2020 pivot year
Beneath the COVID-19 noise, Asia quietly confirmed its new role as world leader, a Nobel economics laureate believes.
21 January 2021
Looking back on 2020 as we clear the threshold into 2021, most would certainly describe the past 12 months as the Year of COVID-19 since the pandemic occupied all news feeds and minds. From a more distant perspective, however, historians with 2020 vision might put another label on the year – the Asia tipping point.
This is the view of Paul Romer, the 2018 Nobel laureate for economic sciences, who said 2020 had seen crisis but was also the year when Asia as a whole ceased to simply catch up with the Western world. The professor was a keynote speaker at the online 14th Asian Financial Forum on 18 January.
Asia significantly outperformed Europe and the United States during the year, Prof Romer noted. While catching up, countries do not have to innovate and can simply copy established technologies. This allows rapid catch-up growth and Mainland China deserves credit for its fast catch-up, he appraised.
Nevertheless, as Asia moves into a leading position, true innovation becomes more important and more difficult, Prof Romer pointed out.
Giving an example of effective innovation, he said the COVID-19 virus could not be controlled by familiar isolation mechanisms because of the asymptomatic carriers. The mainland rapidly brought the infection under control in cities such as Wuhan and Qingdao by using blanket testing to eliminate the virus. This aggressive testing was impressively effective, Prof Romer remarked. He noted that the US and Europe, on the other hand, followed the old isolation script, a mindset that kills innovation. Prof Romer said economies needed to combat a mindset of “we already know” and must try many different possible solutions.
He quoted the mainland’s former leader Mao Zedong’s call to “let 100 flowers bloom”. When innovation becomes difficult, leaders should let many experiments run in parallel. He cited the example of Apple founder Steve Jobs who introduced the smartphone.
Innovation is the responsibility of both governments and markets, he said. Those taking economies forward as they recover from the pandemic should not be hamstrung by sticking to what had been done before. Those wishing to maintain progress need to maintain an innovative mindset.
Progress does not happen in a straight line across a broad front – each nation can succeed or do poorly on different dimensions. Innovative public policy responses are where the mainland and many Asian nations are leading.
COVID holds stage
Fielding questions from the online audience, Prof Romer said the biggest challenge for the global economy this year is the pandemic. To counter it, countries should expand testing and scale up vaccinations. Economies will rapidly revive after the pandemic recedes, he predicted.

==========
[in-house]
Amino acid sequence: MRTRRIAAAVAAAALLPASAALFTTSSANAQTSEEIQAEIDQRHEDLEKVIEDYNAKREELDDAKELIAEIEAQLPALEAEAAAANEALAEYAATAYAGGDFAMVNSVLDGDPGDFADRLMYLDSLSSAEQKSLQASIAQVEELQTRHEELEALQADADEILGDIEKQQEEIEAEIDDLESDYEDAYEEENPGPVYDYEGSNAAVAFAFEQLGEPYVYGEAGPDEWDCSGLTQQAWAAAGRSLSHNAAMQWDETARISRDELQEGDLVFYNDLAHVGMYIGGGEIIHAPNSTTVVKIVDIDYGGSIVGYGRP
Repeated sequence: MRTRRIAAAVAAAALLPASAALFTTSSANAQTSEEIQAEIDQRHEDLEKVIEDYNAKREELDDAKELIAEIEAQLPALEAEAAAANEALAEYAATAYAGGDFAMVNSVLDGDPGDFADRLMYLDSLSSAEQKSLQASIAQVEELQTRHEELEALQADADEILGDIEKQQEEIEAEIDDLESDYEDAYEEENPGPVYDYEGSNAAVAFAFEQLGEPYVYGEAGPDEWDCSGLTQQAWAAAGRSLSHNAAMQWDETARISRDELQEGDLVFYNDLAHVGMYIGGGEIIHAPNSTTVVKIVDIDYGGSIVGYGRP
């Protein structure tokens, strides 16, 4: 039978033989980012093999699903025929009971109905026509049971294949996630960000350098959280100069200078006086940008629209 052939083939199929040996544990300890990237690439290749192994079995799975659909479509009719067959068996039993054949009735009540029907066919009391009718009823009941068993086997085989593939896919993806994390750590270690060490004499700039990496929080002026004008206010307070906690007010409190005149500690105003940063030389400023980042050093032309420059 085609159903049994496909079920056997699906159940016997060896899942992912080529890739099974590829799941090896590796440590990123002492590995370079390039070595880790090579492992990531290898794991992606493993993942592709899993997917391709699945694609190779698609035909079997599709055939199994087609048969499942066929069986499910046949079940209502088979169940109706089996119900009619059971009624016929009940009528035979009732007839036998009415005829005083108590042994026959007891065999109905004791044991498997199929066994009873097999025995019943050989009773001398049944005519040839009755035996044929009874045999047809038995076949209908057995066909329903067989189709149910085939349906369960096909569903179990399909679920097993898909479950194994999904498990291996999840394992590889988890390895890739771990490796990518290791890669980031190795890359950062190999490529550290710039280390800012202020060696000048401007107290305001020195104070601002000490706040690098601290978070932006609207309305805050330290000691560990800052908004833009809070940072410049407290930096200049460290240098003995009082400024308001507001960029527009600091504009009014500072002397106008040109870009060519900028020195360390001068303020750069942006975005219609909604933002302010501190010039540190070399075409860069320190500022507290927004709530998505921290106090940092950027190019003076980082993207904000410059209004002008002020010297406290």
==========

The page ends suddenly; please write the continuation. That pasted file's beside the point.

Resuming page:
Governments can restore economies without generating inflation but relying excessively on low interest rates can create bubbles and instability, warned Prof Romer. Governments need to find ways to stimulate economies without relying on monetary policy and rate cuts, and part of the solution would be fiscal policy comprising tax cuts or spending rises. The focus now should be on how to spend effectively, which will be a big challenge over coming decade, Prof Romer analysed.
The present weak investment rate is a puzzle given the low interest rates, he said. A key part of adapting to the challenge would be working out how to make firms invest rather than simply buy back shares. Businesses should be committed to innovation through investment while governments need to persuade the financial services industry to encourage investment rather than buybacks, the Nobel laureate advised.
Asked about education, Prof Romer said historically the most effective way to ensure everyone benefited from progress is education. A reduction in the need for manual labour in agriculture benefited everyone because all could then go to high school and take on the new jobs which had opened up as a result of progress. He said the sudden rise of distance education had created a challenge – remote conferencing is good for businesses but not for schools. Investment in education needed to rise, he urged.
Prof Romer said international cooperation was a good goal to aim for, although he cautioned against a quest for cooperation becoming an excuse for inaction – a trap all should watch out for. It is a mistake to put too much weight on consensus, he added. Citing an example of a successful unilateral move, he pointed out that former Chinese leader Deng Xiaoping opened up Mainland China in the 1980s.
Asked how more resilient systems could be built to cope with future shocks, Prof Romer pointed to Netflix’s Chaos Monkey software, which periodically shuts down a server to test if backups are in place and working. The world needed to adopt that mindset at all levels, national and international, he said, to ensure readiness for such crises.
When asked about a balance between innovation and risk, Prof Romer suggested aiming for diversity. “Try several risky things and expand the ones that work well. You have to shut what does not work. Keep the few successful flowers,” he advised. Nevertheless, he acknowledged that many organisations, especially large companies and governments, are unable to end programmes that are not yielding returns.
Investing in human capital, or "wetware", is vital, according to Prof Romer. “Schools are a good way to acquire human capital but jobs also are. In many countries there is a failure to ensure those leaving school step into jobs. They then lose a chance to learn on the job,” he said. “We need to ensure all are in jobs and that jobs do keep providing skills which let them move forwards.” to the Nobel laureate suggested rewarding firms which develop skills among staff.
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